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Thursday, November 19, 2020

5 of Clive Barker’s ‘Books of Blood’ Stories That Deserve Their Own Adaptations

Clive Barker‘s Books of Blood are fondly remembered as some of the best scary story collections ever put to paper (or skin, for that matter), with the author standing toe-to-toe with genre giants like Stephen King and even Edgar Allan Poe. Barker’s literary output may have waned over the years, but it appears that adaptations of his work are finally due for a much-appreciated comeback. Be it Nia DaCosta’s hotly-anticipated Candyman, Hulu’s own Books of Blood or the recently-announced Hellraiser series, this signature blend of psycho-sexual terror and cosmic-horror appears to be back on the menu for a new generation of horror fans.

With this newfound interest in Barker’s stories, I thought it might be a good idea to look back on the anthology that originally launched his career and select a few underrated tales that never got the adaptation they deserved.

While this is just my opinion on the matter, don’t forget to share your own favorite Books of Blood stories with us in the comments below, as there are plenty to choose from.

Now, onto the list…

5. The Skins of the Fathers

Lord of Illusions‘s nod to The Skins of the Fathers.

One of the simpler tales on this list, Skins of the Fathers centers on a man who finds himself stranded in the Arizona desert as a group of demons are attempting to reclaim a child in a nearby town. The townsfolk soon form an armed posse, and what follows is a monstrous battle between man and hell-beast.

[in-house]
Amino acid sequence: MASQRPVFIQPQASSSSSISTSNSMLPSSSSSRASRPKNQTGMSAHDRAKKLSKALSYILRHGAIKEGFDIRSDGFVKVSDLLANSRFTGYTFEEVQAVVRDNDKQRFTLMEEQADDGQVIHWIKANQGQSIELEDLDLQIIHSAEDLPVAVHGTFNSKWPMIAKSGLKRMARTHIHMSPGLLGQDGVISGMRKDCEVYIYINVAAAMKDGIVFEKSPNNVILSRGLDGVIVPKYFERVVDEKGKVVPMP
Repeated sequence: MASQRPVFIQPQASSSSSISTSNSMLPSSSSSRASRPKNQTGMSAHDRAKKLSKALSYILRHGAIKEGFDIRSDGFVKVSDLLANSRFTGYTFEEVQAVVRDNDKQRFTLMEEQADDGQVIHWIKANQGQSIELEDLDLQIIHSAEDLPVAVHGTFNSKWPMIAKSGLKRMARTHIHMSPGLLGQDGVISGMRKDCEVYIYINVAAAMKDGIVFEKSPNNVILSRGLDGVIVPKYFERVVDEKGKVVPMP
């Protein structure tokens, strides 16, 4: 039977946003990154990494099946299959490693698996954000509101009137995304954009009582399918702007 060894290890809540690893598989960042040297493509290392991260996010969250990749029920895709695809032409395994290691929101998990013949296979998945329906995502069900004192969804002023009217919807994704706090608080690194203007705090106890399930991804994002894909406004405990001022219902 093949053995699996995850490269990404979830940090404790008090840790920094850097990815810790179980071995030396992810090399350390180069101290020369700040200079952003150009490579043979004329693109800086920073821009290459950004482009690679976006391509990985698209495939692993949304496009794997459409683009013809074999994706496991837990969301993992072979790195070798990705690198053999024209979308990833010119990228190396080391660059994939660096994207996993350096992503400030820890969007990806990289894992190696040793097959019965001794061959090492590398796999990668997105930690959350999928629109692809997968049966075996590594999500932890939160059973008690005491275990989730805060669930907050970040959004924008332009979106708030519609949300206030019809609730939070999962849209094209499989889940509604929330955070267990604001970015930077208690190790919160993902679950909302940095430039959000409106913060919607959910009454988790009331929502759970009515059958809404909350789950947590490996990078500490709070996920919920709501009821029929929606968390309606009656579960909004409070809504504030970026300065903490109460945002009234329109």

It may not be among Barker’s best work, but the implied visual of an unstoppable troupe of hellish abominations parading through the desert is more than enough reason to adapt this one to the big screen. One can only imagine the Cronenberg-esque wonders that contemporary effects artists could achieve if given the chance to tackle this story.

Curiously, this tale also features elements that would later be revisited in Cabal (also known as Nightbreed), and the ending was infamously repurposed for the final scene of Barker’s own Lord of Illusions (itself an adaptation of another Book of Blood).

4. Hell’s Event

Tapping the Vein’s take on Hell’s Event.

One of Barker’s most iconic traits is his habit of repurposing biblical themes and iconography in his work, often with sinister results. Hell’s Event is a particularly good example of this, as it feels a lot like a modernized Old-Testament yarn with a classic good versus evil setup. Taking place during a London marathon, the story informs us that the Devil apparently tries to take over the earth once every 100 years by betting on a footrace. Should one of his runners win, that’s the end of humanity as we know it.

Fortunately for us, our main athlete soon realizes that the stakes for this event are much higher than he could have possibly anticipated, and attempts to overcome the odds in this (quite literally) infernal race.

While there wouldn’t be enough material for a proper feature-length film (unless the event becomes a long-distance road race), Hell’s Event would make for a killer short, or perhaps even a thrilling segment in some larger anthology.

3. The Yattering and Jack

The Yattering from Tales From the Darkside.

This entry is kind of a cheat, as it was technically adapted back in 1987 as an episode of Tales From the Darkside, which was fun in its own right, but not as much as the original tale. Nevertheless, the story is so damned weird and entertaining that I think it deserves another shot at an adaptation, preferably one with access to improved special effects and some decent production value.